In this final part of our series on the subject of tenancies at will, we look at some rules on how to deal with them. This follows our commentary in January in which we referred to the uncertainty over tenancies at will as a result of amendments proposed to the Small Business, Enterprise and Employment Bill. To put this in context we have also provided a detailed commentary on the recent case Barclays Wealth Trustees (Jersey) Limited –v- Erimus Housing Limited, which relates to tenancies at will.

Tenancies at will: the rules

  1. You can create an express tenancy at will by signing an agreement or it can arise – through operation of law – by the circumstances of the case.
  1. It is best to use tenancies at will through periods of transition or change. The Courts may look behind an express agreement if it is sham – particularly if it is not one of the two classic cases namely (a) allowing a tenant in to occupation and (b) allowing a tenant to remain in occupation after a tenancy ends but, in each case, in anticipation of terms being agreed or while negotiations continue for a new lease.
  1. If no express agreement is entered in to then, in the cases set out in paragraph 2, the law will usually infer that the parties did not intend to enter in to any intermediate contractual arrangement which would be inconsistent with their remaining as parties to the continuing negotiations.
  1. If there are circumstances where paragraph 2 does not apply and there is no express agreement, then, although you must look at all of the circumstances of the case, and if there are no continuing negotiations, there is a much higher chance of there being a periodic tenancy.
  1. There is no rule which says that payment of rent, by itself, is evidence of a periodic tenancy.
  1. A tenancy, in existence immediately after a fixed term expires, is a tenancy at will. This is subject to one point. In the Erimus case negotiations had commenced before the fixed term expired and it was against that back drop that a tenancy at will arose. This might not have been the case if those negotiations had not started before the expiry of the term. Accordingly, the better rule is that you should commence negotiations before the term expires in order to create the tenancy at will which arises immediately after the expiry of the fixed term.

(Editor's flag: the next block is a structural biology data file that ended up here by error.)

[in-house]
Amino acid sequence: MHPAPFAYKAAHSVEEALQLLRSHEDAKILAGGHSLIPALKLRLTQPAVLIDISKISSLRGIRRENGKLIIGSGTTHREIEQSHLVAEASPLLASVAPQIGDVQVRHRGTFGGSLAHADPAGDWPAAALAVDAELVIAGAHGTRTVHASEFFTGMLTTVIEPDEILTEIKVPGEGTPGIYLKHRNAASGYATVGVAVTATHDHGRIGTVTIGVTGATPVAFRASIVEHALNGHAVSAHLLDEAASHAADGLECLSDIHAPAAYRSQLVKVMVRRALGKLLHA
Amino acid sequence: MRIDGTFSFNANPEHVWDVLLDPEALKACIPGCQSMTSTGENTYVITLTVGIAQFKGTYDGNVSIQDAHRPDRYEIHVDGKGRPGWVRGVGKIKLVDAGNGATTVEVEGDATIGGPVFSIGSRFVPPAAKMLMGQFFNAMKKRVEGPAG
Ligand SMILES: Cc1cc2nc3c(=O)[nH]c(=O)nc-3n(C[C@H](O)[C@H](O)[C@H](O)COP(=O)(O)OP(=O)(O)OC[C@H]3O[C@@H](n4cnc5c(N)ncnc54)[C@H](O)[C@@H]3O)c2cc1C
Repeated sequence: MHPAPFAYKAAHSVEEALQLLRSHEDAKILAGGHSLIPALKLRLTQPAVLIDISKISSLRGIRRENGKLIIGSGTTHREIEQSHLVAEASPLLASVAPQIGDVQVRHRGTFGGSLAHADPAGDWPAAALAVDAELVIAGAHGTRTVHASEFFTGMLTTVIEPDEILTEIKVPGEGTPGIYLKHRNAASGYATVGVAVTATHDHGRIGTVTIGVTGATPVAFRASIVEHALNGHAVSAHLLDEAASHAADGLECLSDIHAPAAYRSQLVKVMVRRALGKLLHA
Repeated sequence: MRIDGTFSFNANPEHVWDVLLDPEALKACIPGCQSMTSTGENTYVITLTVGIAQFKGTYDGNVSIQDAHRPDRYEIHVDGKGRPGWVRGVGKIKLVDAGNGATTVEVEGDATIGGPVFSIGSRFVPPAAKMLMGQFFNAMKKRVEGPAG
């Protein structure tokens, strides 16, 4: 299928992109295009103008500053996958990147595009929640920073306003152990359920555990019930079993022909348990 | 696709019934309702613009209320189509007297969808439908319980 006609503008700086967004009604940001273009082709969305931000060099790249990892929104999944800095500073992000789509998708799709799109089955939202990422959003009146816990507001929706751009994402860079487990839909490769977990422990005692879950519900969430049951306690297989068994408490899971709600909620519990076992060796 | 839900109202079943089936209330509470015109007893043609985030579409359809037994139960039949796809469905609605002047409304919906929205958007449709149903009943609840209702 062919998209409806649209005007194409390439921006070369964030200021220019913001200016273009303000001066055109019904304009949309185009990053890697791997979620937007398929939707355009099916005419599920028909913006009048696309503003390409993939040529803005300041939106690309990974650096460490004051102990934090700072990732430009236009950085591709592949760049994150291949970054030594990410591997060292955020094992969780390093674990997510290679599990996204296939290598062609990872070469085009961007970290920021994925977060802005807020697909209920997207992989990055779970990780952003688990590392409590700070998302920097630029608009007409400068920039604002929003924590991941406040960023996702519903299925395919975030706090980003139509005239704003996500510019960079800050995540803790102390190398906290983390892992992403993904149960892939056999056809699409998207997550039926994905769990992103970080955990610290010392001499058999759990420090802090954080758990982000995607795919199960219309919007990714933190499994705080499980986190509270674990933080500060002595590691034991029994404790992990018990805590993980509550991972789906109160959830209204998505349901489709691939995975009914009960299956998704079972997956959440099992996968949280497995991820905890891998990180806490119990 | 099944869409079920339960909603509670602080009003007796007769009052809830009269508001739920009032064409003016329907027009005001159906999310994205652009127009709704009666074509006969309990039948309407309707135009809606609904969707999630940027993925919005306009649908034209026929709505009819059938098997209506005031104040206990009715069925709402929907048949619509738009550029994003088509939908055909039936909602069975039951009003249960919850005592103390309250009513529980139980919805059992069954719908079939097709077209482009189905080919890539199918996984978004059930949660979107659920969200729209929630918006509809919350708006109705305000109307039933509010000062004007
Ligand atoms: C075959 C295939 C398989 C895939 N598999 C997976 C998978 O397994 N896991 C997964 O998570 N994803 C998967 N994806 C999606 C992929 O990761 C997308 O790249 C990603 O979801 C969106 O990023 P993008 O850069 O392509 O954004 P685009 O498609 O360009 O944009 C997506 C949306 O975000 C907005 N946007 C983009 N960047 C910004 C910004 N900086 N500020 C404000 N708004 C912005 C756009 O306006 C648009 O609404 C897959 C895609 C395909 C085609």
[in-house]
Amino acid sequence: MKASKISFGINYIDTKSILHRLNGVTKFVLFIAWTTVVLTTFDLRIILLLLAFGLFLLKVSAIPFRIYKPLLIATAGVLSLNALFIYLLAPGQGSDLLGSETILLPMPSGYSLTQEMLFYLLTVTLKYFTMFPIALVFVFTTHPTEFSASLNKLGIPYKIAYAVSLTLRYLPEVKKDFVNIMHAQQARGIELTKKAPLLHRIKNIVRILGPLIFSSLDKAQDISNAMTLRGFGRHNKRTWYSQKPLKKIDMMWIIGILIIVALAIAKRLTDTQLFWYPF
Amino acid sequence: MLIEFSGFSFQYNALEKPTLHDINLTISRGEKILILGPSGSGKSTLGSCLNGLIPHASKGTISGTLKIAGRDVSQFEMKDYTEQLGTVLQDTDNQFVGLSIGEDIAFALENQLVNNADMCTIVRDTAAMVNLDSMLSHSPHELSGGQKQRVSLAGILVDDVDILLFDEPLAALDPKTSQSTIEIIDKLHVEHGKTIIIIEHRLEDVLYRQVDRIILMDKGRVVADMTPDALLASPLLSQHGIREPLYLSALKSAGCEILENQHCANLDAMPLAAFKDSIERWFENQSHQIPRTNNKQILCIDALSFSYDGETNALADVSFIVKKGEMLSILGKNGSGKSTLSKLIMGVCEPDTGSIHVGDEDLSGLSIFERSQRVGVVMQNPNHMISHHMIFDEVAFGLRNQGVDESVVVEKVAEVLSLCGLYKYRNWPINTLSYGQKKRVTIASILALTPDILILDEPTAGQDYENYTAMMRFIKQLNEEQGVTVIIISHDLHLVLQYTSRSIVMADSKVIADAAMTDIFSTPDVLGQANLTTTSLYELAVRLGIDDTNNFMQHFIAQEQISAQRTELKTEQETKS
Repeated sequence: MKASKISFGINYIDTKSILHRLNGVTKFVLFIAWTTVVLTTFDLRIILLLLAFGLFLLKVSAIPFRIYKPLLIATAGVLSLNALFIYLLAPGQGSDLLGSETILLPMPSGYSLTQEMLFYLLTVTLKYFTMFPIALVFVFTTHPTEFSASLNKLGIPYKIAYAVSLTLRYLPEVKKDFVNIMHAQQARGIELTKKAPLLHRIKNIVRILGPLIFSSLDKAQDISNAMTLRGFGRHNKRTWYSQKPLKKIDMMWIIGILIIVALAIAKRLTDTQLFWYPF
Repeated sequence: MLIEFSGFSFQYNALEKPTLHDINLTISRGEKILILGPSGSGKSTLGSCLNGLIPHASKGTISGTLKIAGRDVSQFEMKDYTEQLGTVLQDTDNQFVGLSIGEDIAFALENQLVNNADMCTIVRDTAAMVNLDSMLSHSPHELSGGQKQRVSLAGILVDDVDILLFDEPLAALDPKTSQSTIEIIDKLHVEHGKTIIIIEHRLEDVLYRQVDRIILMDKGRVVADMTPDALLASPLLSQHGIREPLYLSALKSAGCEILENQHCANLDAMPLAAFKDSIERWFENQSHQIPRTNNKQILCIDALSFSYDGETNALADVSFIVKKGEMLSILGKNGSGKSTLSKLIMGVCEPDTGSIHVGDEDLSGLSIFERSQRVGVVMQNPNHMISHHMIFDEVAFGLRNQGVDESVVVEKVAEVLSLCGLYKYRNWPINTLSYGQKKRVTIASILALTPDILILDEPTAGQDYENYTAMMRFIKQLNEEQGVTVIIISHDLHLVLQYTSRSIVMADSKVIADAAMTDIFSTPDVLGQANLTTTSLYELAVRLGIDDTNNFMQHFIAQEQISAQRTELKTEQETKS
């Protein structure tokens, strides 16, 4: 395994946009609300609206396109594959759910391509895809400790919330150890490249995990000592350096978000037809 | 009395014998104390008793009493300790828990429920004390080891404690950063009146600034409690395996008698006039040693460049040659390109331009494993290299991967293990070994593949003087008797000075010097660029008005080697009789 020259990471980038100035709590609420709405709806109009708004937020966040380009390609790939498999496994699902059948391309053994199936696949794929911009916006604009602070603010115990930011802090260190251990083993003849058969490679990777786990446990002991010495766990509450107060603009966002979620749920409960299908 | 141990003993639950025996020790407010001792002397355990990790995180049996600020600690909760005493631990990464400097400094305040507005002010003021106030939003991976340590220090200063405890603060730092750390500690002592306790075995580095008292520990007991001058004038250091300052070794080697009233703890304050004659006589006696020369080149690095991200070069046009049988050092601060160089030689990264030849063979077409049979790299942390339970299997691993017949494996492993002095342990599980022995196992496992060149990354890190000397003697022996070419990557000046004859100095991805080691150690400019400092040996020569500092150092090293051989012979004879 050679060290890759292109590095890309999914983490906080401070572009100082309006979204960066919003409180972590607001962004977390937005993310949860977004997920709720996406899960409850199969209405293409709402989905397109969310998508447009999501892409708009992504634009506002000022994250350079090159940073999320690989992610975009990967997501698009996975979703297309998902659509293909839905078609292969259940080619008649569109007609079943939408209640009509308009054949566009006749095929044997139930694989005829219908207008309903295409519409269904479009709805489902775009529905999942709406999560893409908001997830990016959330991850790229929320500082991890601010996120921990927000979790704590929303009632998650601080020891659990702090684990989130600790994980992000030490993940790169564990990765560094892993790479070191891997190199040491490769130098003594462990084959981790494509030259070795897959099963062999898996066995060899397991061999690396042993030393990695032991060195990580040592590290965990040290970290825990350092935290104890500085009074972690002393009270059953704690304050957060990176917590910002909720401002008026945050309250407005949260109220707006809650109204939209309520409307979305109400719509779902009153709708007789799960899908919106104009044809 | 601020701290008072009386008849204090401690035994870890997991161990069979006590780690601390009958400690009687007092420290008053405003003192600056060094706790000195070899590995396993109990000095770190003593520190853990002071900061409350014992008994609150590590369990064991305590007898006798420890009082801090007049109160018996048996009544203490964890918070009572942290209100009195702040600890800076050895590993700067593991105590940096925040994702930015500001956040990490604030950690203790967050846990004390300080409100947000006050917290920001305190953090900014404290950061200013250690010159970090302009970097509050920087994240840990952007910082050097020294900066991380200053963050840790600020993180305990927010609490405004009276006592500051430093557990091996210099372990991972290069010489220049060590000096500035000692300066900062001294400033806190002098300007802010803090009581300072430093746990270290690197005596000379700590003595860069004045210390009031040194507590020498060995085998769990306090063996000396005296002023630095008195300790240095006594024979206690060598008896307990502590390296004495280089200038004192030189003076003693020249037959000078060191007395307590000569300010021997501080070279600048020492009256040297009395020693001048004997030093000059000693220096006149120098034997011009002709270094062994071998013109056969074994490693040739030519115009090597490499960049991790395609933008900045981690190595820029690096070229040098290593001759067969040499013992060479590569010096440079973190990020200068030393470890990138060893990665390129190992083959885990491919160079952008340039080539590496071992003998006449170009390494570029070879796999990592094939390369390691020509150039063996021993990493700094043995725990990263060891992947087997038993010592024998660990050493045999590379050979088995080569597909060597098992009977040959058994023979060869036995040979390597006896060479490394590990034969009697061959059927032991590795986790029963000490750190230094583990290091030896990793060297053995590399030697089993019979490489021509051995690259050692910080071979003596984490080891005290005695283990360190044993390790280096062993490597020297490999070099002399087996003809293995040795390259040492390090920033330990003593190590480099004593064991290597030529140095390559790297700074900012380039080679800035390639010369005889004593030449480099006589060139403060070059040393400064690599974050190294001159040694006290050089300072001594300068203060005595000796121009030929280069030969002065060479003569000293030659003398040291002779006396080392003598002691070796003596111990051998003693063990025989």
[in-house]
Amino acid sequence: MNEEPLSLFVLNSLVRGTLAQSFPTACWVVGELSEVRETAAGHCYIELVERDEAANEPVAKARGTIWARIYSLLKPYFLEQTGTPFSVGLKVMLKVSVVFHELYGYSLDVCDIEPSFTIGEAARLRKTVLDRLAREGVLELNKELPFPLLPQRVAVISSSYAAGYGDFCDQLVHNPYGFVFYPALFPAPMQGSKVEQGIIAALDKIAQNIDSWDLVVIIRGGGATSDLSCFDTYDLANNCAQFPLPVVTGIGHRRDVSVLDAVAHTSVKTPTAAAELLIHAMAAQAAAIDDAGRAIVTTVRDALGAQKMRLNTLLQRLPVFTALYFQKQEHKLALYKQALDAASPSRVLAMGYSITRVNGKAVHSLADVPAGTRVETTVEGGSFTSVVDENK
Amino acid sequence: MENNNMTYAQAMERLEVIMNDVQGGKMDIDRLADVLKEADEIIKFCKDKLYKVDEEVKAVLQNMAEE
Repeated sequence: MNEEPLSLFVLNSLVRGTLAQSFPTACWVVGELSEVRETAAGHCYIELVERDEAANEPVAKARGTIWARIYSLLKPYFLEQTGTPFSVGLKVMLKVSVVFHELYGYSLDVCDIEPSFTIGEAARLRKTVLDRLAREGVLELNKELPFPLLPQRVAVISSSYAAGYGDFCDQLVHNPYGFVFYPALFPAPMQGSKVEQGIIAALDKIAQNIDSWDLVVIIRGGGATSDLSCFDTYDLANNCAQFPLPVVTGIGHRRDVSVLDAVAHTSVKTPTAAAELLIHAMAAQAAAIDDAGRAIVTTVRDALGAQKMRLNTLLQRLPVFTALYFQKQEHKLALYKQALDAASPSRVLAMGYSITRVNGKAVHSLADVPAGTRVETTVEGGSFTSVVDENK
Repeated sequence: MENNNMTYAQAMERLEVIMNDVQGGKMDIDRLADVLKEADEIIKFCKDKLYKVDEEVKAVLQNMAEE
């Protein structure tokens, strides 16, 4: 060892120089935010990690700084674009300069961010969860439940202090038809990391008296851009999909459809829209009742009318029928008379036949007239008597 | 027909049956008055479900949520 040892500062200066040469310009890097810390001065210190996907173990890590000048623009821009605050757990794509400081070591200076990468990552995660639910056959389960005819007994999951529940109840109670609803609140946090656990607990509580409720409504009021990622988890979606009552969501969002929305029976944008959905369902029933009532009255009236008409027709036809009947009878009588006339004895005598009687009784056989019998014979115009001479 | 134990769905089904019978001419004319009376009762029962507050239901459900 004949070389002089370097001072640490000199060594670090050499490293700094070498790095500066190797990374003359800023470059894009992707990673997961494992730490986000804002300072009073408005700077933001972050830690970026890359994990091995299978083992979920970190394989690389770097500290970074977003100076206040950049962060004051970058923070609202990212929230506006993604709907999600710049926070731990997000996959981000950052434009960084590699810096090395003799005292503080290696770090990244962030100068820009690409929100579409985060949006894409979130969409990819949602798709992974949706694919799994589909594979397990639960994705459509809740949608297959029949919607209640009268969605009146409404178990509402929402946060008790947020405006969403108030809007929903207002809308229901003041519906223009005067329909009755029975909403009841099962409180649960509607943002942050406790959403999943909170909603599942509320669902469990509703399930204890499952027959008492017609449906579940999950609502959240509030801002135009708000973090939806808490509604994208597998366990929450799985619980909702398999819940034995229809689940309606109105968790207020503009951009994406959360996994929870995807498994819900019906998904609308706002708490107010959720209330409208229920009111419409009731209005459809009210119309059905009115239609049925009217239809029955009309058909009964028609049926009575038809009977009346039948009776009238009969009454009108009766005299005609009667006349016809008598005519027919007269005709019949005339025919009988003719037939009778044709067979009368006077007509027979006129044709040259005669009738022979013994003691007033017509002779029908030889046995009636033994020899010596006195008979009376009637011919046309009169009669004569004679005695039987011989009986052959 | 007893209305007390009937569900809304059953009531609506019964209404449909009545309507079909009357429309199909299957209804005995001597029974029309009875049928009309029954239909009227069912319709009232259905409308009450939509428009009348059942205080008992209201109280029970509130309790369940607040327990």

1. Continue negotiations and try to avoid material gaps where nothing happens. In Erimus nothing happened for quite long periods of time and progress towards an agreement was at a snail’s pace. However “negotiations continuing” means both parties having the intention that there should be a new agreement on terms to be agreed and they have not abandoned that notion. In Erimus, however, negotiations appear to have ended in August 2012 but COA disregarded that
  1. There is no six month rule for tenancies at will. Many operators have held the view that a tenancy at will cannot continue for more than six months without it converting into a periodic tenancy. The writer does not know where this has come from but fears he may have had some part in it. It may have derived out of some or all of the following:
  • In the pub industry it is generally better to have fewer tenancies at will for reasons of stability in the estate.
  • If it goes on longer than six months it might not be the case that negotiations are continuing (Erimus blows that out of the water because negotiations went on for at least 18 months).
  • The longer it goes on the more likely it is that someone will do something inconsistent with a tenancy at will continuing. Six months is a reasonably manageable period of time in that context.
  1. Despite Erimus, if you want to terminate a tenancy at will the safer course is to serve notice to take effect immediately. You are likely to allow period of time for the tenant to vacate in the ordinary course but that does not mean you can serve a notice to quit quoting any period of time. Counsel in Erimus appears to have conceded, without argument or discussion that “ ….[there] was… a tenancy at will…the notice given on 21 June 2012 which expired on 28 September 2012…. was effective to terminate the tenancy”. However this cannot be relied on as setting a rule that a tenancy at will can be terminated by giving whatever notice you want to.

The content of this page is a summary of the law in force at the present time and is not exhaustive, nor does it contain definitive advice. Specialist legal advice should be sought in relation to any queries that may arise.